Assumption 2. The statistics of the secondary users are comparable. That is, we expect the secondary users to possess similar behaviour patterns. If this is the case, a reasonable initialisation strategy would be that any secondary user assigns the initial estimate of the other secondary users as its own.

Heuristic 1. Interference for more than a certain fraction of time during a given transmission slot indicates an overestimated spectrum idle probability (), that is, underestimated arrival rates and overestimated service rates. For example, if a user does not experience interference for a prolonged period of time, it would be an advantageous strategy to increase its access probability until it experiences a minimum amount of interference. We use this as a rule to update the estimates—initialised on the basis of the above assumption over time.

Unlike a centralised scheme, the decision of one secondary user to interfere with another has to be made by the secondary user itself. The advantage of interfering has to be judged based on the likelihood of two events: rearrival of the transmitting secondary user during the service time of the incoming secondary user; arrival of primary user during the service time of the incoming secondary user.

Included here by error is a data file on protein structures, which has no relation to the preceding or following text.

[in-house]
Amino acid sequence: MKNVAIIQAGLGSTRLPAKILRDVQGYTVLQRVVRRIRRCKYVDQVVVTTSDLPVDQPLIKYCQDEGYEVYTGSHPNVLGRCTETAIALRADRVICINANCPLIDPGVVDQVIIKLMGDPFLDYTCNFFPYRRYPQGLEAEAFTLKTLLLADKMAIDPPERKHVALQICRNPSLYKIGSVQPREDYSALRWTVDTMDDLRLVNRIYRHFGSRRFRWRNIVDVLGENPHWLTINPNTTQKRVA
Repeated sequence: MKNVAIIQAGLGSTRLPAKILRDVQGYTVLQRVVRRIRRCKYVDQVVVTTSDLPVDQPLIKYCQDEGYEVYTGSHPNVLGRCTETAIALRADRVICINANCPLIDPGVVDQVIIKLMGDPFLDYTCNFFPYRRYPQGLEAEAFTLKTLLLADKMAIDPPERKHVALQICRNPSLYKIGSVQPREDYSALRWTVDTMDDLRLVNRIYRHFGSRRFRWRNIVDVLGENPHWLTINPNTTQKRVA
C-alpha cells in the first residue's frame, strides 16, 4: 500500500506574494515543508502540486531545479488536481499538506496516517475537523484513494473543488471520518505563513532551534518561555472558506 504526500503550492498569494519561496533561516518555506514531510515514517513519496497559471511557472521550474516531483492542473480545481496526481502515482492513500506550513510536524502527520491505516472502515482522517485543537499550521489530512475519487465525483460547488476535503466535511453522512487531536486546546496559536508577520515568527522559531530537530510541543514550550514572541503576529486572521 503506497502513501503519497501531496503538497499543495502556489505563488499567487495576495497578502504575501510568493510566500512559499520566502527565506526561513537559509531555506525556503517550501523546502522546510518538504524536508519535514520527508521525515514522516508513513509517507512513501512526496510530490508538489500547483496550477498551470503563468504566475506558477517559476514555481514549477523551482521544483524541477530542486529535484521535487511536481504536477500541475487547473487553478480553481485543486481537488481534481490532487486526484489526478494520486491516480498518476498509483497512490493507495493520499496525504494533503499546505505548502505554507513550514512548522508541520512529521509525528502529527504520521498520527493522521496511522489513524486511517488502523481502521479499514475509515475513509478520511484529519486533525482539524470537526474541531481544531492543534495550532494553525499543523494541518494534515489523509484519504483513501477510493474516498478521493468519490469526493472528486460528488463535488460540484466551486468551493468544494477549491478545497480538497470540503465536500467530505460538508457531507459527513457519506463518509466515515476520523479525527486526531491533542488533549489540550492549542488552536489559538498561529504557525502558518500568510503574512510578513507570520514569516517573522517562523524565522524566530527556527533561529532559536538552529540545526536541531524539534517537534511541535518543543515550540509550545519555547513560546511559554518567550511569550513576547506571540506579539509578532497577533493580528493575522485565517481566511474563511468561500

, the spectrum idle probability, is a function of the probabilities of occurrence of both these events. This presents us with the possibility of using the estimate of each secondary user as that user’s access probability. Therefore, in the proposed scheme, we define the estimate of a secondary user as its time-evolving access probability.

We define the time-evolving access probability and the interference ratio which is used for updating the user’s statistics in a distributive manner as given below.

Definition 1. The time-evolving access probability of each secondary user is the estimate, ) which is calculated from the perspective of that user.

Definition 2. Interference ratio (IR) is the ratio of cumulative time period for which interference occurs during a transmission slot () to the total duration of a transmission slot (). In Figure 5, the access probabilities for users A and B are denoted by (, ) and (), respectively. We assume that the access probabilities and are one, when the spectrum is found idle. The access probabilities and should be controlled to reduce the interference between the secondary users. The distributed algorithm to control these access probabilities based on the mutual interference experienced by the users is described in the following section.